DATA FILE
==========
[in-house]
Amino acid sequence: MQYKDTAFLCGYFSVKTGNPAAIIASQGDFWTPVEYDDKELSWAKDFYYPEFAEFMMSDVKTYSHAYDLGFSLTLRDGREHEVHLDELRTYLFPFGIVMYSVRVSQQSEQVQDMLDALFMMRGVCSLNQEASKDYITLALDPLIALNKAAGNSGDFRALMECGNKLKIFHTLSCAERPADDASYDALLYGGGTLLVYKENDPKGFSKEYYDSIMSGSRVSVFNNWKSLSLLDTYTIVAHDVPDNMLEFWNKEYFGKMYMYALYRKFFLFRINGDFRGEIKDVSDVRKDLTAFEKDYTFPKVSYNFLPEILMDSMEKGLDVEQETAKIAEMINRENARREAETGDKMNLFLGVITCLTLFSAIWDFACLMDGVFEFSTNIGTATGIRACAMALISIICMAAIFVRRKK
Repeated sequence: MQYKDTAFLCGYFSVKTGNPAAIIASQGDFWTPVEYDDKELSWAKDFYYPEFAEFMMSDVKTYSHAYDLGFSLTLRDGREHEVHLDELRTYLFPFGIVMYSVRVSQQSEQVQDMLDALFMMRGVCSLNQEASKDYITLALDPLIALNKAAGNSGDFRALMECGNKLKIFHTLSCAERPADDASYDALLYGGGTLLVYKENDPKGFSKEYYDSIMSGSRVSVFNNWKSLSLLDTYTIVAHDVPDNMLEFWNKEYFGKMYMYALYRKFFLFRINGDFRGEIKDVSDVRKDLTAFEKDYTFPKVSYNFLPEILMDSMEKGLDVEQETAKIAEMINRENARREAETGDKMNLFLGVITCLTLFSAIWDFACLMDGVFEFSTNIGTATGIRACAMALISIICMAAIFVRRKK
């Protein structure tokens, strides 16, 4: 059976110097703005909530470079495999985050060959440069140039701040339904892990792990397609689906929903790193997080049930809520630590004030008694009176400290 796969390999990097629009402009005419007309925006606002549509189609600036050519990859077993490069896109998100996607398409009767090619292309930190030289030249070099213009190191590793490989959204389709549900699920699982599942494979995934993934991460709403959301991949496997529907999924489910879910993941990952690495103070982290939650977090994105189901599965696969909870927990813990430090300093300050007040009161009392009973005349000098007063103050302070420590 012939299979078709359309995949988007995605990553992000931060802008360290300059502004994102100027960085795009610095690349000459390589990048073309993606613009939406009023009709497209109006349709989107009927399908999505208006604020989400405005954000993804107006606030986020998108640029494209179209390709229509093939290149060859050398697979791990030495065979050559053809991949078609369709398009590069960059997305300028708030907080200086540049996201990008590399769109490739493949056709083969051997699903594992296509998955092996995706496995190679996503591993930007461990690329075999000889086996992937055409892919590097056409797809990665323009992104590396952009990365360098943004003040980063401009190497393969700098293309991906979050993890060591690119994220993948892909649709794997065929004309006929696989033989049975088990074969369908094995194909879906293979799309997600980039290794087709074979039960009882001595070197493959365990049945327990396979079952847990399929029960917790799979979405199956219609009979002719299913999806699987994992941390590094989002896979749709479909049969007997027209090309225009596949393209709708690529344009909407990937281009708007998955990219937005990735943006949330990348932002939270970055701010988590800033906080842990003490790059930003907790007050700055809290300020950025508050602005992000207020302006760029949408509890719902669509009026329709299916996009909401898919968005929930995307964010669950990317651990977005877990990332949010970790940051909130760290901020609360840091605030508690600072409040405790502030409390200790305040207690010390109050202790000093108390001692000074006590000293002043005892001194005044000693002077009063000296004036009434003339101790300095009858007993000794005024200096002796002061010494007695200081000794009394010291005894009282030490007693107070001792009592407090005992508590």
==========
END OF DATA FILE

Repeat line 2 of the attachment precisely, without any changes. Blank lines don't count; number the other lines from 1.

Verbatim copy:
Amino acid sequence: MQYKDTAFLCGYFSVKTGNPAAIIASQGDFWTPVEYDDKELSWAKDFYYPEFAEFMMSDVKTYSHAYDLGFSLTLRDGREHEVHLDELRTYLFPFGIVMYSVRVSQQSEQVQDMLDALFMMRGVCSLNQEASKDYITLALDPLIALNKAAGNSGDFRALMECGNKLKIFHTLSCAERPADDASYDALLYGGGTLLVYKENDPKGFSKEYYDSIMSGSRVSVFNNWKSLSLLDTYTIVAHDVPDNMLEFWNKEYFGKMYMYALYRKFFLFRINGDFRGEIKDVSDVRKDLTAFEKDYTFPKVSYNFLPEILMDSMEKGLDVEQETAKIAEMINRENARREAETGDKMNLFLGVITCLTLFSAIWDFACLMDGVFEFSTNIGTATGIRACAMALISIICMAAIFVRRKK